Neil Young has long been one of today’s most prominent musicians. Affectionately hailed as “the godfather of grunge”, he ranks among the most consistent rockers, the existence of failures in his extensive body of work being very rare. Adding to this musical brilliance, he always lent his support to just causes and used his status for herd purposes.
Young’s exploits speak for themselves. After cutting his teeth in Canada, he then traveled to Los Angeles where he joined Buffalo Springfield, and quickly they became one of the biggest bands of the countercultural era. After the band broke up, he embarked on his solo career before briefly joining former Buffalo Springfield bandmate Stephen Stills in Crosby, Stills, Nash and Young.
Together the quartet wrote a series of classics, with their 1969 record, Déjà vu, one of the greatest of the time. Then, when the quartet imploded, he returned to his solo career, and went from strength to strength, releasing many masterpieces including To harvest and Zuma.
With such a brilliant catalog, it gave Young the status of one of music’s ultimate sages. For decades, his commentary on the state of the industry has been revered, as he knows it inside out and consistently delivers incisive takes. In 2012, he provided one of his most compelling, when he criticized the sound quality of music in the 21st century and revealed that it even made him “angry”.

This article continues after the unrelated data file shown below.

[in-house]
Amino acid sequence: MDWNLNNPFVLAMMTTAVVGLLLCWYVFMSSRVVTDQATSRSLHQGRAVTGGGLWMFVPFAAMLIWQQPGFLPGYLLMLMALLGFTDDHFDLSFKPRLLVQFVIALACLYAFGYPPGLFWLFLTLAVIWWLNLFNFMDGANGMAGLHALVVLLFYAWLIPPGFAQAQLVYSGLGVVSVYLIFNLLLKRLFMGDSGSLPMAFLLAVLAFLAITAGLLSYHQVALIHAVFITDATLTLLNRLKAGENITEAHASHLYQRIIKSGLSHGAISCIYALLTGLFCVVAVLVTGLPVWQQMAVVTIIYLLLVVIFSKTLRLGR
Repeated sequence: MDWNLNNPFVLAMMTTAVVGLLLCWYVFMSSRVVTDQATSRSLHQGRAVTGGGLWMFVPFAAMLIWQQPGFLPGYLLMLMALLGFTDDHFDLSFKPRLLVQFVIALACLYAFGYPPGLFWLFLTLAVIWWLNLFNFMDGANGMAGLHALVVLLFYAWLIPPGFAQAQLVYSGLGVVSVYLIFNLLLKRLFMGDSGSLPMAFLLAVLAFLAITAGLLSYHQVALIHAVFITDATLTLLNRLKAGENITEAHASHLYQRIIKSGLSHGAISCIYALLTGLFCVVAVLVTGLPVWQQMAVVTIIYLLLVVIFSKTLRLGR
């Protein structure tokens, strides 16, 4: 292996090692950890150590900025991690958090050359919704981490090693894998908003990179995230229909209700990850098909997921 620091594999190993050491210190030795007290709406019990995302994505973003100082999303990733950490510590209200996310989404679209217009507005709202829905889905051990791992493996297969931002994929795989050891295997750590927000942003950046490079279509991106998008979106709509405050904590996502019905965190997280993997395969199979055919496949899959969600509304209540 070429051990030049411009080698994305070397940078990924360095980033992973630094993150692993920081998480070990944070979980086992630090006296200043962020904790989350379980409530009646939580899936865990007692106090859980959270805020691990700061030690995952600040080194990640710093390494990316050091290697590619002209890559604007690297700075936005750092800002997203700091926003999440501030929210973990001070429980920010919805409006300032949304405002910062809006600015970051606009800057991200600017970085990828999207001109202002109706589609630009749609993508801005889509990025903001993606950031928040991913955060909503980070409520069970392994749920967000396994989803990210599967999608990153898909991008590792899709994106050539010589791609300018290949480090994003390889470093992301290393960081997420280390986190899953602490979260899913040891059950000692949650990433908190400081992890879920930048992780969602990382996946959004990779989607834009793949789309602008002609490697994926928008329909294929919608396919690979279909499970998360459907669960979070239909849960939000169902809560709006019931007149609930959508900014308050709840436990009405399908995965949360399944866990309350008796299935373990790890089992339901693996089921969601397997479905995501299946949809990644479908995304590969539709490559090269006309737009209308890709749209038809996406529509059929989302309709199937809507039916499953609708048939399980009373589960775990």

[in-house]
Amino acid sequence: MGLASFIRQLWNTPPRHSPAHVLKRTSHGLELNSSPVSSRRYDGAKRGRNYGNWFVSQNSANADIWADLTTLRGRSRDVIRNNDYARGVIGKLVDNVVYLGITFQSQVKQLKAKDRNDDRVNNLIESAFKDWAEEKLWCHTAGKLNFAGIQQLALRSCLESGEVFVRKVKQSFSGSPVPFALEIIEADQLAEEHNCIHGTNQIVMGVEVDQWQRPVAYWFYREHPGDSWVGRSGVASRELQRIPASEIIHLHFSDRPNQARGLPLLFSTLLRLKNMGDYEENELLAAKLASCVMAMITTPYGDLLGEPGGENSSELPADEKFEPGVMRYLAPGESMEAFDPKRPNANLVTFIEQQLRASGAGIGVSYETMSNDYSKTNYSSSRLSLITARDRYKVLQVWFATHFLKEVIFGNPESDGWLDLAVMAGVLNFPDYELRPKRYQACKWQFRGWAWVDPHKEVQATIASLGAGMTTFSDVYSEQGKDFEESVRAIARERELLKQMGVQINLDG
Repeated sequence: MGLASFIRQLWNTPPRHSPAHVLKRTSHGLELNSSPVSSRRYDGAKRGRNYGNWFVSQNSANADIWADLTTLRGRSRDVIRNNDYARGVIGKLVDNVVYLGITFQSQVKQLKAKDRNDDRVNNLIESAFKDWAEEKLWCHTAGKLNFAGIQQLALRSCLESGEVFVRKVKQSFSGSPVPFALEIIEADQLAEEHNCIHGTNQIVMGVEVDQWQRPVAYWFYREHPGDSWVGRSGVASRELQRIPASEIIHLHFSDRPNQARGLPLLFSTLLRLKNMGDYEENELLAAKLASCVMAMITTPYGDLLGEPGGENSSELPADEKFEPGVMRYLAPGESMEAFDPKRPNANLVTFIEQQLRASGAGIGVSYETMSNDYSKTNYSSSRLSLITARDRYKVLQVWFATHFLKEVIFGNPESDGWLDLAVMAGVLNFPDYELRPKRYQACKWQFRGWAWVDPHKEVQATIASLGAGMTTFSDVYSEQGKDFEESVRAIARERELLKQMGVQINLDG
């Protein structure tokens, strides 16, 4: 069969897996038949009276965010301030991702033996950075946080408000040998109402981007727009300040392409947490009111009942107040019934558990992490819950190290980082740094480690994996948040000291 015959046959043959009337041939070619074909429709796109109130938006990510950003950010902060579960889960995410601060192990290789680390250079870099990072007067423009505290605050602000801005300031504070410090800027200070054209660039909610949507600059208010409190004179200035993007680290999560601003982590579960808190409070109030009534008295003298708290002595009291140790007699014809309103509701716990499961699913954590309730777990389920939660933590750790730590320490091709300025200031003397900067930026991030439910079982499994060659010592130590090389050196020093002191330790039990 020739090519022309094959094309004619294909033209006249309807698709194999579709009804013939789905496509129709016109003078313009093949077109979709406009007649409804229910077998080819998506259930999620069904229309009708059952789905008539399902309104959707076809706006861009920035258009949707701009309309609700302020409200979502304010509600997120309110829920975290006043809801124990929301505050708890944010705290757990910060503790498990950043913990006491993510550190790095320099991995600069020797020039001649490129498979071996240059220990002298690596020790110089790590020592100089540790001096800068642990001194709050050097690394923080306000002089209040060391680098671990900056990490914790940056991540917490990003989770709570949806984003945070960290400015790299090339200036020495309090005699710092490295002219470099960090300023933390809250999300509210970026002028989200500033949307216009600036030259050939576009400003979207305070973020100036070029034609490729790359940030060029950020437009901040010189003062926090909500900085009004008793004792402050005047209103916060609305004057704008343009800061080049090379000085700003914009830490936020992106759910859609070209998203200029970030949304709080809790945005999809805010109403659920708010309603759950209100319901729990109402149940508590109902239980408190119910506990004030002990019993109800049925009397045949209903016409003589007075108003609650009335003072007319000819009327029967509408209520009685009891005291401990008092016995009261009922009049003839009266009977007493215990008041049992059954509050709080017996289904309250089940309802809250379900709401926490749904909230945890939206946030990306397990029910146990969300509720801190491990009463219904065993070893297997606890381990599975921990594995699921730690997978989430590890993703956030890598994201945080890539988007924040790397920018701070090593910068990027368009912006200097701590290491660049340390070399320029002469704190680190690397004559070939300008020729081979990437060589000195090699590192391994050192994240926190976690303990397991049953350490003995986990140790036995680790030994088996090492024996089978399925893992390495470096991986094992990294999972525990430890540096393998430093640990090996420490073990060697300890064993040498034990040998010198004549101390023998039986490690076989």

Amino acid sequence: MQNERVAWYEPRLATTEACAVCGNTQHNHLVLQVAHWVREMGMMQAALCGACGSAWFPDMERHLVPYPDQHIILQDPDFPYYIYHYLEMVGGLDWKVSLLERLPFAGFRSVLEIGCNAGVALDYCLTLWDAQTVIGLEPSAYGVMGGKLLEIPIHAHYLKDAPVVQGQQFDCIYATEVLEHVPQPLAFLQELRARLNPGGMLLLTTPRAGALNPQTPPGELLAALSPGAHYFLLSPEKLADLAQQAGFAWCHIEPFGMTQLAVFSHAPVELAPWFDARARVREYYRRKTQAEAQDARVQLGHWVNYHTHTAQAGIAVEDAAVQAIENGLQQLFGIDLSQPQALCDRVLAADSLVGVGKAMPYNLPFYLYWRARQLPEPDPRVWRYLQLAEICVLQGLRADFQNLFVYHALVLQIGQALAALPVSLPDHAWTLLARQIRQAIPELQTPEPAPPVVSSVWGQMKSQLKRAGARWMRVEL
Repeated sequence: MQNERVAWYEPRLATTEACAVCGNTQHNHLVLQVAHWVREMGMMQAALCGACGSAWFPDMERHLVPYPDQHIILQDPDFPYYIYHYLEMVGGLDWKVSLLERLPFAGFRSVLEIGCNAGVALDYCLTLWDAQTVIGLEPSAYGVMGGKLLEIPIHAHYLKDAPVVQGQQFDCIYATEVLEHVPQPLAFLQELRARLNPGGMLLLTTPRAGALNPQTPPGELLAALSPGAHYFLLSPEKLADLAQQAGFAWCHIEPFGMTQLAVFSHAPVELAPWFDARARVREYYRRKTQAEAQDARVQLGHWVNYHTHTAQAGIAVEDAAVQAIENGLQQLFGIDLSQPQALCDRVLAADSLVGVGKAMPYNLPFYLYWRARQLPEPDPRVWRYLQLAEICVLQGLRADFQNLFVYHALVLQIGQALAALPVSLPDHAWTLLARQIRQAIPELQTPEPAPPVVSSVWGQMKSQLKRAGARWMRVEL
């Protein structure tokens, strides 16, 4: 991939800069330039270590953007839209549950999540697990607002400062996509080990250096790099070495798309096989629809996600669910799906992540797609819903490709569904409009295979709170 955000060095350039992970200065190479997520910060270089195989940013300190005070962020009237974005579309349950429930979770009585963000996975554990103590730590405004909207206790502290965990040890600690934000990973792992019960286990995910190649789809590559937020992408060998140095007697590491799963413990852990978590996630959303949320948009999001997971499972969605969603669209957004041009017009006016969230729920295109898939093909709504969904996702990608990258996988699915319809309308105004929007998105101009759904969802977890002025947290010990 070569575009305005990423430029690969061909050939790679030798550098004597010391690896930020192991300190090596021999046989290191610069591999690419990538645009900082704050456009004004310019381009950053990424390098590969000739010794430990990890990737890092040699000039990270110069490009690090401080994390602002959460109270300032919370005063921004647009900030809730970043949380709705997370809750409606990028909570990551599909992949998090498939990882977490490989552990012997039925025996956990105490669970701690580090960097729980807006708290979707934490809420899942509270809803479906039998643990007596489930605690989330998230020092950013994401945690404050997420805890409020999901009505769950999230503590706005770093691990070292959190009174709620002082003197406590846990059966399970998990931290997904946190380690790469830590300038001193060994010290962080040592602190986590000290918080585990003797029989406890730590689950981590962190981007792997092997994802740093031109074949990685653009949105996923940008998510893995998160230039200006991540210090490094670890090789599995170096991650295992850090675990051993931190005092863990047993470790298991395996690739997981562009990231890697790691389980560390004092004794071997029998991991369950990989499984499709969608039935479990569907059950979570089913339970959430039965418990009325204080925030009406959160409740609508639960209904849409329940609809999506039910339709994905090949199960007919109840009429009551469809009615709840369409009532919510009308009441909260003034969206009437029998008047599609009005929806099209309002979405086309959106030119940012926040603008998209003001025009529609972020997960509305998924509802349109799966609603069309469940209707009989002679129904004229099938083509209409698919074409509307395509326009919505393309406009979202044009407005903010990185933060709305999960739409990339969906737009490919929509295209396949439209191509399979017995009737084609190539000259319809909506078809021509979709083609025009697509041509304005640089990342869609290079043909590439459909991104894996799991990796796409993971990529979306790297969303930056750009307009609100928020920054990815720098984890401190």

He said MTV News at the time: “I find that I have a little trouble with the sound quality of today’s music. I do not like it. It just makes me angry. Not the music quality, but we’re in the 21st century, and we have the worst sound we’ve ever had. It’s worse than a 78 [rpm record]. Where are our geniuses? What happened?”
The Canadian musician went on to explain that he thinks people have changed their listening habits to cope with the declining quality of music.
He said, “I like to point it out to the artists. That’s why people listen to music differently today. It’s all about the background and the beat, and that’s because, in the resolution of the music, there’s nothing else you can really hear. The warmth and depth in the highs are gone.
He then made his point by being typically Neil Young and surprising us. He said there are current bands he likes, namely Mumford and Sons and My Morning Jacket, concluding, “Mumford And Sons and My Morning Jacket are great bands. I love them both and I know them well. I feel good saying that.
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